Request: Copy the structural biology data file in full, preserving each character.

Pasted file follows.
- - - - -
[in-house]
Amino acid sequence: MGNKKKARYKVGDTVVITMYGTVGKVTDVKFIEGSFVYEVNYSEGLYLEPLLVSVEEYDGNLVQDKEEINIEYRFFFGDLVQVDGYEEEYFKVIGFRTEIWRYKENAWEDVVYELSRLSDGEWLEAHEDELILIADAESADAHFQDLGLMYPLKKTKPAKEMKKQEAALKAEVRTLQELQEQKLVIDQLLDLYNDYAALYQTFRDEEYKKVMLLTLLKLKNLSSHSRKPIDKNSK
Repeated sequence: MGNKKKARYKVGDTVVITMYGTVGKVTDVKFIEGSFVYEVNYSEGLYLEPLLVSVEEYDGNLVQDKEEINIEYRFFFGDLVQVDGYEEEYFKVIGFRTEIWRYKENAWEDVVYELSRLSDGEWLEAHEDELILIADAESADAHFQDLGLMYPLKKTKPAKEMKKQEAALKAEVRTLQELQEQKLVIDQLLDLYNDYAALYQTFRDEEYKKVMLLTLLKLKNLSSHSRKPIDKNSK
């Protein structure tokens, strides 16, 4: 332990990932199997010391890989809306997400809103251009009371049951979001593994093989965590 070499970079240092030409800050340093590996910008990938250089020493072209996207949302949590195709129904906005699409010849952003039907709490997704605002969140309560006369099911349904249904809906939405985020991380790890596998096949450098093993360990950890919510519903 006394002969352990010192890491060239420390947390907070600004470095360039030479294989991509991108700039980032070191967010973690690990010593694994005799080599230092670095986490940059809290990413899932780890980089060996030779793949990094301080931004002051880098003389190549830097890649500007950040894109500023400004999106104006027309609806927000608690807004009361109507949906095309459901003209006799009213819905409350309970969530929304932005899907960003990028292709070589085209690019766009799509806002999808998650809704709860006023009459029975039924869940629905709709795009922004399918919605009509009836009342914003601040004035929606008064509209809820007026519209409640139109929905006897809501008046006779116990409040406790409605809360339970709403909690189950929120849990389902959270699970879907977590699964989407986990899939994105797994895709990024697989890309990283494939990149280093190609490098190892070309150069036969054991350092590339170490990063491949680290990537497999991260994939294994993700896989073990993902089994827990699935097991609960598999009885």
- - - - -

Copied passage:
[in-house]
Amino acid sequence: MGNKKKARYKVGDTVVITMYGTVGKVTDVKFIEGSFVYEVNYSEGLYLEPLLVSVEEYDGNLVQDKEEINIEYRFFFGDLVQVDGYEEEYFKVIGFRTEIWRYKENAWEDVVYELSRLSDGEWLEAHEDELILIADAESADAHFQDLGLMYPLKKTKPAKEMKKQEAALKAEVRTLQELQEQKLVIDQLLDLYNDYAALYQTFRDEEYKKVMLLTLLKLKNLSSHSRKPIDKNSK
Repeated sequence: MGNKKKARYKVGDTVVITMYGTVGKVTDVKFIEGSFVYEVNYSEGLYLEPLLVSVEEYDGNLVQDKEEINIEYRFFFGDLVQVDGYEEEYFKVIGFRTEIWRYKENAWEDVVYELSRLSDGEWLEAHEDELILIADAESADAHFQDLGLMYPLKKTKPAKEMKKQEAALKAEVRTLQELQEQKLVIDQLLDLYNDYAALYQTFRDEEYKKVMLLTLLKLKNLSSHSRKPIDKNSK
């Protein structure tokens, strides 16, 4: 332990990932199997010391890989809306997400809103251009009371049951979001593994093989965590 070499970079240092030409800050340093590996910008990938250089020493072209996207949302949590195709129904906005699409010849952003039907709490997704605002969140309560006369099911349904249904809906939405985020991380790890596998096949450098093993360990950890919510519903 006394002969352990010192890491060239420390947390907070600004470095360039030479294989991509991108700039980032070191967010973690690990010593694994005799080599230092670095986490940059809290990413899932780890980089060996030779793949990094301080931004002051880098003389190549830097890649500007950040894109500023400004999106104006027309609806927000608690807004009361109507949906095309459901003209006799009213819905409350309970969530929304932005899907960003990028292709070589085209690019766009799509806002999808998650809704709860006023009459029975039924869940629905709709795009922004399918919605009509009836009342914003601040004035929606008064509209809820007026519209409640139109929905006897809501008046006779116990409040406790409605809360339970709403909690189950929120849990389902959270699970879907977590699964989407986990899939994105797994895709990024697989890309990283494939990149280093190609490098190892070309150069036969054991350092590339170490990063491949680290990537497999991260994939294994993700896989073990993902089994827990699935097991609960598999009885």